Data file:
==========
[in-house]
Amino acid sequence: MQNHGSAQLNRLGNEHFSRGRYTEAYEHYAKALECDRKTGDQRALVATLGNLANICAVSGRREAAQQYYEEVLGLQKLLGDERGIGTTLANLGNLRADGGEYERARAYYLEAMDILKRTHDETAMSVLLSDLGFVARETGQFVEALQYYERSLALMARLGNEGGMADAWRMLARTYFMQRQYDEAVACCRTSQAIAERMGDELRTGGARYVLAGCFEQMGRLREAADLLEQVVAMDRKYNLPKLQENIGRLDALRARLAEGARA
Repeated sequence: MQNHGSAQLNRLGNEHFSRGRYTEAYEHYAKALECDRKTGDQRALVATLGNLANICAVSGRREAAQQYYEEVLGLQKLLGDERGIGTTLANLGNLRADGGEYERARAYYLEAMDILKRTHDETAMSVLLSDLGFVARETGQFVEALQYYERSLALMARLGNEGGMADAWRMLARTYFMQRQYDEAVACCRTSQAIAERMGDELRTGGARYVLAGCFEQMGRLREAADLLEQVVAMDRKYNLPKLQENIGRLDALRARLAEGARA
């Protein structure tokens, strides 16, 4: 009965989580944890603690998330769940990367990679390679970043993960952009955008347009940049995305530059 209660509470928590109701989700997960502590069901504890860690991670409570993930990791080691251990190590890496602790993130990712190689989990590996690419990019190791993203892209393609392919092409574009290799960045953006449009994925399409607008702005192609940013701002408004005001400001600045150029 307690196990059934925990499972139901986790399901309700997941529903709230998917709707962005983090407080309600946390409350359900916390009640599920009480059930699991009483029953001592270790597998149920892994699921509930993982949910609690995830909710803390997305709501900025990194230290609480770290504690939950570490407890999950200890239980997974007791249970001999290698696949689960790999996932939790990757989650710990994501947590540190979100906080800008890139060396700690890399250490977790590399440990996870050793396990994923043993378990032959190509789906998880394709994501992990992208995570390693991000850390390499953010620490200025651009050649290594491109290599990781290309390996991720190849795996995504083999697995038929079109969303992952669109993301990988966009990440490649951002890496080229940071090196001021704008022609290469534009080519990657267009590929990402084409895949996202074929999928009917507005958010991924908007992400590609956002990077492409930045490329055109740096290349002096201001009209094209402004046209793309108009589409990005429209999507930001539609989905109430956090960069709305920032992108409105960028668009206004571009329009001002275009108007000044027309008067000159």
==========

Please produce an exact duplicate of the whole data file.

[in-house]
Amino acid sequence: MQNHGSAQLNRLGNEHFSRGRYTEAYEHYAKALECDRKTGDQRALVATLGNLANICAVSGRREAAQQYYEEVLGLQKLLGDERGIGTTLANLGNLRADGGEYERARAYYLEAMDILKRTHDETAMSVLLSDLGFVARETGQFVEALQYYERSLALMARLGNEGGMADAWRMLARTYFMQRQYDEAVACCRTSQAIAERMGDELRTGGARYVLAGCFEQMGRLREAADLLEQVVAMDRKYNLPKLQENIGRLDALRARLAEGARA
Repeated sequence: MQNHGSAQLNRLGNEHFSRGRYTEAYEHYAKALECDRKTGDQRALVATLGNLANICAVSGRREAAQQYYEEVLGLQKLLGDERGIGTTLANLGNLRADGGEYERARAYYLEAMDILKRTHDETAMSVLLSDLGFVARETGQFVEALQYYERSLALMARLGNEGGMADAWRMLARTYFMQRQYDEAVACCRTSQAIAERMGDELRTGGARYVLAGCFEQMGRLREAADLLEQVVAMDRKYNLPKLQENIGRLDALRARLAEGARA
């Protein structure tokens, strides 16, 4: 009965989580944890603690998330769940990367990679390679970043993960952009955008347009940049995305530059 209660509470928590109701989700997960502590069901504890860690991670409570993930990791080691251990190590890496602790993130990712190689989990590996690419990019190791993203892209393609392919092409574009290799960045953006449009994925399409607008702005192609940013701002408004005001400001600045150029 307690196990059934925990499972139901986790399901309700997941529903709230998917709707962005983090407080309600946390409350359900916390009640599920009480059930699991009483029953001592270790597998149920892994699921509930993982949910609690995830909710803390997305709501900025990194230290609480770290504690939950570490407890999950200890239980997974007791249970001999290698696949689960790999996932939790990757989650710990994501947590540190979100906080800008890139060396700690890399250490977790590399440990996870050793396990994923043993378990032959190509789906998880394709994501992990992208995570390693991000850390390499953010620490200025651009050649290594491109290599990781290309390996991720190849795996995504083999697995038929079109969303992952669109993301990988966009990440490649951002890496080229940071090196001021704008022609290469534009080519990657267009590929990402084409895949996202074929999928009917507005958010991924908007992400590609956002990077492409930045490329055109740096290349002096201001009209094209402004046209793309108009589409990005429209999507930001539609989905109430956090960069709305920032992108409105960028668009206004571009329009001002275009108007000044027309008067000159």